As CEO of the Namibia Students Financial Assistance Fund (NSFAF), I spend a lot of time talking to both educators and industry professionals, including CEOs and directors, but also at an operational level. What strikes me time and again is their question: “Why does it seem as if recent graduates aren’t ready to become productive members of the workforce?” It is a troubling remark to hear. It’s also a question that isn’t easy to answer, as there needs to be a symbiotic relationship between tertiary institutes and the corporate world.
Namibian institutions should be graduating students who will be welcomed with open arms by employers. This is why students get degrees, so they may improve their knowledge and skills and become productive employees that contribute to both the workforce, earn their salary and help in developing Namibia further.
This is what NSFAF helps facilitate and this is also why internships and something called Work Integrated Learning (WIL) is essential. There’s a great reliance on expatriates for skilled work in Namibia, because the employers don’t believe they can get the skilled people locally, so they source them from abroad.
This doesn’t maximise Namibia’s developmental efforts and means that instead of trying to remedy the situation by improving our own students and graduates we are hiding from the problem.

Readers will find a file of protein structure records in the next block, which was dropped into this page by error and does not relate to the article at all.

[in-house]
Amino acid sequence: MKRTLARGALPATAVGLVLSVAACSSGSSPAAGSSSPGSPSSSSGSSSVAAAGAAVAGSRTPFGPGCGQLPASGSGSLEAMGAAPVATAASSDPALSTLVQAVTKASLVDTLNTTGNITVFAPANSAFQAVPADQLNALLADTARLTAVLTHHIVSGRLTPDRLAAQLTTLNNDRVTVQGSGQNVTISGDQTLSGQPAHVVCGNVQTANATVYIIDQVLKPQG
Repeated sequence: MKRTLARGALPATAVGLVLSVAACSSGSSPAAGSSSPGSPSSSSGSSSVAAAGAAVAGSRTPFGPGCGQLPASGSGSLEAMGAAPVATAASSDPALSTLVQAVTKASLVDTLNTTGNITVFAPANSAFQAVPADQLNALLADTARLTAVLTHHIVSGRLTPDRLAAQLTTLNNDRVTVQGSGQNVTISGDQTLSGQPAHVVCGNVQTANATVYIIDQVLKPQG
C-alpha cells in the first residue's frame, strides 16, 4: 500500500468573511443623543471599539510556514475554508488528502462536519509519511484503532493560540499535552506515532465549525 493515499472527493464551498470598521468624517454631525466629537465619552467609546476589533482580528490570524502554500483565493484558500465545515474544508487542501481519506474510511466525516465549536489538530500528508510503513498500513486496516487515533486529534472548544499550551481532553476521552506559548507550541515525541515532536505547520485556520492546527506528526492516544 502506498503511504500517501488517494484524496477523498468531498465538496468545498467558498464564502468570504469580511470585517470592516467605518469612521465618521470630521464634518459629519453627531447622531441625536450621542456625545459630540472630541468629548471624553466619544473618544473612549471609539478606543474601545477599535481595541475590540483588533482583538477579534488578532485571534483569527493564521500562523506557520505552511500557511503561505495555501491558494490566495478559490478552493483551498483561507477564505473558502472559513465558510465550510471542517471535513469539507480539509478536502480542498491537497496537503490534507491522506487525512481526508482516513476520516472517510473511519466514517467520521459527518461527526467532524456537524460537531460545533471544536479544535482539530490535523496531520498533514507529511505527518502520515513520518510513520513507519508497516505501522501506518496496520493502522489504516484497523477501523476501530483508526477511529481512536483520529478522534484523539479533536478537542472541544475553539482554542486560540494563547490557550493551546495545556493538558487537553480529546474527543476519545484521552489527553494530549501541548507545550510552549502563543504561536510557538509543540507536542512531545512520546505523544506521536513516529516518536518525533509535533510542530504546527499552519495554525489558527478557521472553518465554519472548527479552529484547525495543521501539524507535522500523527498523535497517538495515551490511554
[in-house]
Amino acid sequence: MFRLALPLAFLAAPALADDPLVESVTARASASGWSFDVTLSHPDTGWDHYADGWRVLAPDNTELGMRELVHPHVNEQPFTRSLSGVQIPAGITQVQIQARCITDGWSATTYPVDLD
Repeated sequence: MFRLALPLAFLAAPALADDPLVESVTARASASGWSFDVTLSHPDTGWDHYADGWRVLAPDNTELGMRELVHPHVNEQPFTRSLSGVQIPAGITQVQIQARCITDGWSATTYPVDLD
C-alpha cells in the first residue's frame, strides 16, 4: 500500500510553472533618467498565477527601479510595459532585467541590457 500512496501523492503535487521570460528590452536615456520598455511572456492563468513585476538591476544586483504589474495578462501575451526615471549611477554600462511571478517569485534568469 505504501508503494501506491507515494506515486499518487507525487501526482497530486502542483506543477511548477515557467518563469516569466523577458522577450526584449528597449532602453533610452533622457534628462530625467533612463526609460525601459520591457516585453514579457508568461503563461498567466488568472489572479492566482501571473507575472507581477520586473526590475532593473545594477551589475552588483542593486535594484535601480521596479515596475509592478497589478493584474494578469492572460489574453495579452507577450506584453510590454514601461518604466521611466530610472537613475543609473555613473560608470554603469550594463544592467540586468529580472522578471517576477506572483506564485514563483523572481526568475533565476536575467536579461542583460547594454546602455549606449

NSFAF and our fine academic institutions are there to make young graduates become highly skilled members of the Namibian society. However, if corporations and organisations don’t feel these institutions are producing the right caliber graduates, we need to address this.
One way of doing this is through Work-integrated Learning (WIL), a form of learning where periods of study are interspersed with practical or related work in business, industry or government agencies.
This way students are given the opportunity to effectively integrate the theory of the classroom with the practice and the responsibility of the workplace. They also pick up the right work ethics and habits.
This makes students desirable employees by providing the opportunity of real work experience and gives the student a head start in their professional career, positioning them for success and sustained development. Creating, developing and stimulating the right skills and work ethics is vital for students and is part of the educational process. It is worth investing in and both academic organisations and employers will benefit greatly.
If WIL is carried out properly, companies and other employers can rely on getting young and eager staff in the form of (almost) graduates, who are familiar with the tasks, obligations and responsibilities of being part of an organisation.
Knowing what is expected of you in a working environment is a critical aspect of being successful as a new entrant into the labour force. This really gives these graduates a head start and an opportunity to excel and grow at a much faster pace within an organisation. It also means that in turn wages will increase and the possibility of paying back loans will become much less of a burden. Businesses need to move away from the mindset that this is doing the students a favour. Students and organisations are very much intertwined when it comes to the success of either, especially in the long term. The more economically active people are the more potential there is of using business products and services and for the economic and intellectual growth of Namibia.
* Hilya Nghiwete is the chief executive officer at NSFAF.